• Compliance with federal regulations aligned well with institutions’ regulatory governance around other types of sensitive data, allowing institutions to bolster their local regulatory governance programs.
  • The extended community recognized additional benefits, such as increased reporting on phishing and other media threats after training or discussions of security topics resulted in increased stakeholder awareness.
  • PIs perceived more control and ownership over data, and were more involved in the compliance process.
  • SCs built local capacity and knowledge, positioning them to better compete for additional federally funded studies with similar requirements or related technical evaluation criteria.12
  • Personnel became compliance leaders at their institutions, leveraging lessons learned and collaboration for a better understanding of applicability and process implementation.13
  • SCs were able to heavily leverage existing space, knowledge or capabilities from other departments within the hospital or university.14

Drawbacks were varied, and required readily available, centralized expertise:

  • A greater acceptance of risk was required in this model, which drove a greater need for risk management at both the SC and program-office levels, incurred greater cost, and affected schedules negatively.
  • Variety in available skills, knowledge and experience at SCs led to different implementation of controls and to varied levels of security, risk and data accessibility across sites.
  • Some SCs were not fully aware of requirements and not well prepared to implement solutions. Some did not see the value of regulations or were frustrated by the complexity and costs, and hoped to minimize compliance efforts.
  • IMS customization required a minimum level of knowledge and experience locally. Controls presented time and resource challenges to entities that were not familiar with requirements.
  • Additional complexity for SCs with multiple locations, sometimes with differing contract periods, was created by the sharing of a single, local system.
  • The compliance process was slow—years for some SCs. Delays in achieving compliance had a ripple effect on collecting, submitting and analyzing data, as well as on collaborating across SCs.
  • Researchers with little information security knowledge were sometimes pulled from their core competencies to focus on compliance.
  • SCs struggled with determining local needs and budget.
  • Many controls, such as multifactor user authentication credentials and systems, were expensive and labor-intensive to implement.

SCs varied in how they handled achievement of federal compliance, but one common practice that served sites well can be considered. Among the University of Colorado (USA), University of Wisconsin (USA) and Tulane University (Louisiana, USA) SCs, a single position was created that oversaw all IMS, IT, data and security compliance work. Centralized oversight allowed for the creation of an overarching IT program that met the overlapping needs of data quality, IMS functionality, hardware and network needs, and compliance requirements. At Colorado and Tulane, these positions were assigned to IT managers within the institution, while Wisconsin created a new position external to the IT department.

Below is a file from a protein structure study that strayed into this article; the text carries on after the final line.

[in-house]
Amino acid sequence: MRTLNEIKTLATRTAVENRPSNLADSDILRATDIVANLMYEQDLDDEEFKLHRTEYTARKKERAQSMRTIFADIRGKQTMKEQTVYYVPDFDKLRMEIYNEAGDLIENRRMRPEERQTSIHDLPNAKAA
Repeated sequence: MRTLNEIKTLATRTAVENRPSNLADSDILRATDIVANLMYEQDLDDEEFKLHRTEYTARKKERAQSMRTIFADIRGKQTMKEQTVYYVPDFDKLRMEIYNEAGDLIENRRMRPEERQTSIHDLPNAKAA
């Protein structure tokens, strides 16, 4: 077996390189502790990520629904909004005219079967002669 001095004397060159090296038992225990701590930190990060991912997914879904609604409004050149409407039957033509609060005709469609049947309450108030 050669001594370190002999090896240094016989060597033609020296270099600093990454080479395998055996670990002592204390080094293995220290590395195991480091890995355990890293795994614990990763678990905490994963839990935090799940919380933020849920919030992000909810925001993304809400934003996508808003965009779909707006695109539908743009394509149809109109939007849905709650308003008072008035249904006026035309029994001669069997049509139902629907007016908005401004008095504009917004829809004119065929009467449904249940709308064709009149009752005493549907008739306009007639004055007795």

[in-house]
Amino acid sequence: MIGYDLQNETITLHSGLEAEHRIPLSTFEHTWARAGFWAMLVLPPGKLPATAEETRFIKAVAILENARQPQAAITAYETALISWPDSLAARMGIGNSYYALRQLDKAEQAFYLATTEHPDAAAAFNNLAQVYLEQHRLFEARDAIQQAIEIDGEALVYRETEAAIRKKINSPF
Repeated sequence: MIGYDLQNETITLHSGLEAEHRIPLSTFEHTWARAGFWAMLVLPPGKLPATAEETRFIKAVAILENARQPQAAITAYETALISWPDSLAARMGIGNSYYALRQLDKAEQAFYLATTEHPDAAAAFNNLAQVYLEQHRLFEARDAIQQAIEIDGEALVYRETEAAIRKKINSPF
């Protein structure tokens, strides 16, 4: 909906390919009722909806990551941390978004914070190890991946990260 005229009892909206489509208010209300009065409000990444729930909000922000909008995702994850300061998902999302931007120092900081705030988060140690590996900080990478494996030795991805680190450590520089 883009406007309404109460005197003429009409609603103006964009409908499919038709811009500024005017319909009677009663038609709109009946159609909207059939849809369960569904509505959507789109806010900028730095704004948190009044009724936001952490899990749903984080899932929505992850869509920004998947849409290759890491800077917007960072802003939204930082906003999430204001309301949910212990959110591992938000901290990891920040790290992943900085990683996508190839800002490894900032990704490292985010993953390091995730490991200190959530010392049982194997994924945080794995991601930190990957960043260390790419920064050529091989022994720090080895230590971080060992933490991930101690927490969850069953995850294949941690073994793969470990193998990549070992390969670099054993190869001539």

Lessons Learned

In a study of this size and with this many stakeholders, some lessons were hard-earned and future studies may benefit from knowing what worked within this diverse group.

  • Information security had to be about mitigating risk while facilitating the mission, not about enforcing rigid controls without consideration for downstream effects.
  • Management buy-in was critical throughout to develop and modify policy and to provide access to supplementary funding and resources.
  • An active community with PIs, IT personnel and enterprise management worked together with centralized oversight and expertise, and was successful in developing creative solutions.
  • The application of controls required proper scoping of the IMS environment, or boundary, within which to secure sensitive information.
  • Controls, such as the IMS and security program, needed to be extensible to stand up to the addition of components.
  • A surprising number of controls were addressed through administration; even more were addressed with a smaller technology footprint than expected due to overlap in family coverage for control applicability. Understanding the essence of the requirement was the foundation for achieving and maintaining compliance with federal and organization-specific mandates.
  • In this large consortium, many stakeholders were not technically savvy and required special considerations to ensure continued investment. Communication and targeted messaging were crucial to this process.
  • Policy and procedures had to be developed alongside stakeholders and disseminated thoroughly, with contract and procurement authorities educated before their services were required, and more time than normal allocated for developing or modifying contracts.
  • Researchers and other stakeholders recognized peripheral benefits after compliance was achieved and the IMS and related systems went live.15